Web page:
Reflecting on this Festival of the Book has shone light on another angle. So many book people are like my cousins: quiet and prodigious readers. And yet so many authors are violent, like me. On the panel about memoir we had some interesting paired contrasts. The most obvious was Lynn, the outraged army screwup, and Dan, the preacher’s son Marine who colored inside the lines. (As we began the panel, one of the hosts poured us new ice water and “accidentally” spilled the entire pitcher-full onto Lynn’s lap! It is not true that Dan slipped him five bucks to do that. Lynn thought it was because he’s from California though he owns a Montana ranch now, just like Dan.)
Another contrast is between Richard S. Wheeler, author of sixty fine Western books, gentleman, conservative, product of the Fifties, a quintessential “quiet man” and myself, the violent (and often funny) woman just beginning to write. We have a friendship that teeters around reeling from our differences. I’m an admirer of Tim Barrus, the shocking Nasdijj. Wheeler’s favorite movie is “Casablanca,” tough and romantic.
The Montana Festival of the Book originated as a recognition of the many good writers in Montana. It was a celebration of achievement, a circle of the initiated that could be admired by others, and -- frankly -- a way of promoting and selling books. Definitely Wheeler turf. But the times have changed. It was a shock to count up how many of the original participating writers are now too old to attend or even entirely gone since 2000.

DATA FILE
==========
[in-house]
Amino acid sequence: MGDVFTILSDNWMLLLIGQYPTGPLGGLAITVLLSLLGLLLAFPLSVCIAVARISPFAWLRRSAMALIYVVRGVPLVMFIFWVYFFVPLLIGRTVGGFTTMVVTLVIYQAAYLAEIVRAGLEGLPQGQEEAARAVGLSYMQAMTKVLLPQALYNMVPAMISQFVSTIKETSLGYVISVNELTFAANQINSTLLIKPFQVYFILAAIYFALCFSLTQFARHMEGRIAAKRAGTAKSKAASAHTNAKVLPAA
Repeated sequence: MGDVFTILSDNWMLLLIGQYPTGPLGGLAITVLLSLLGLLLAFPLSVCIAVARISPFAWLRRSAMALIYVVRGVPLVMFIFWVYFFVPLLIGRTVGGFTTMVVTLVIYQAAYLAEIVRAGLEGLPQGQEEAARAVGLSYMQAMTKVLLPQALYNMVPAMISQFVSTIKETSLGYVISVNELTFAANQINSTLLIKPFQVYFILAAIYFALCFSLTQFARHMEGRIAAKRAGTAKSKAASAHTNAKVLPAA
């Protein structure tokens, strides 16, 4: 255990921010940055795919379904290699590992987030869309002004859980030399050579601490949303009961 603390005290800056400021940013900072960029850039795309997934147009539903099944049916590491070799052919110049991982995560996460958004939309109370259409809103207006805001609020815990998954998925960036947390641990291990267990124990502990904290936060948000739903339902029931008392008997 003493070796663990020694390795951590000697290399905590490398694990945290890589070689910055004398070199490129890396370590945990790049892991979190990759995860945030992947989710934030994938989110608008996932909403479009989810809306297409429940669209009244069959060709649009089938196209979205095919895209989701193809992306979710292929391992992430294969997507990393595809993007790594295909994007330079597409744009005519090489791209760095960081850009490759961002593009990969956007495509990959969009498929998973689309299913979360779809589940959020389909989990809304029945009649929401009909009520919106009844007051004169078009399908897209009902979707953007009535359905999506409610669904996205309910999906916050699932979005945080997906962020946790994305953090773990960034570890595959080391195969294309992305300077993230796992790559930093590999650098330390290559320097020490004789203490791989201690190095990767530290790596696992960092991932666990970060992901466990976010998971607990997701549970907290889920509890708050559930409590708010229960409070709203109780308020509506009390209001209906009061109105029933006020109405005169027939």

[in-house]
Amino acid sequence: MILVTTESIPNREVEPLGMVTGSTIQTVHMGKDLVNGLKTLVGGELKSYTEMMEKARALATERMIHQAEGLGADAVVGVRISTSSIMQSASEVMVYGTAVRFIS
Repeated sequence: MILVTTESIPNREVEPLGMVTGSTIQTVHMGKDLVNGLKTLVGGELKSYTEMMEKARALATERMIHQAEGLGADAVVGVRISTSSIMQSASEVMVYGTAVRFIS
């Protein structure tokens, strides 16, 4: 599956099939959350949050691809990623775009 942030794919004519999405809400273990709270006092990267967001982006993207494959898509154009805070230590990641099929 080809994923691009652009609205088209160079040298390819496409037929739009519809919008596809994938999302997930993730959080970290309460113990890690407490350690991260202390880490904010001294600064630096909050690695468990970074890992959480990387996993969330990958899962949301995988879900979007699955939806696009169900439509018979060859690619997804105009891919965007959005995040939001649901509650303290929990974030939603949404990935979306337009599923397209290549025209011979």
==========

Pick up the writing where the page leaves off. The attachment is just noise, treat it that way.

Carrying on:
We’re in a new millenium: the era of the blog. One doesn’t have to live anywhere, so long as one has access to cyberspace. The books that SELL now, are violent. Sensational. Ephemeral. But the people who put on the Festival are still from the old book world. There were few young people at this Festival. Can one organize a Festival of the Blog? Invoking my favorite philosopher, Bibfeldt, I would go for the Both/And.
How do we bridge the gap? I had two ideas. One was to put up “Lucy Booths” at the next Festival and stock each with a laptop that has wifi and a ten-year-old prepared to teach the grownups how to navigate such mysteries as the Internet, Google and Wikipedia.
The second idea comes from the heartsick realization that Leni Holliman, who always taped and edited these panels and readings for radio, is too ill right now to do that. But my younger relatives and even a few outrageous writing friends have turned to YouTube, a wilder, freer medium. Why not get teens from the Montana hometowns of the Montana writers to do YouTube-style five minute stories about each writer -- maybe impressionistic images and maybe interviews. Play them on a loop at the Festival and then sell a compilation of them on DVD. Check out that Tim Barrus for ideas, if you dare. (He works with a video crew of boys in Paris and posts on YouTube.)
A high school English teacher over east already sends his students out to interview Montana writers and then puts the result online. I apologize for not knowing his name right now. Maybe someone can put it in the comments. One of the big advantages of a blog is the instant feedback.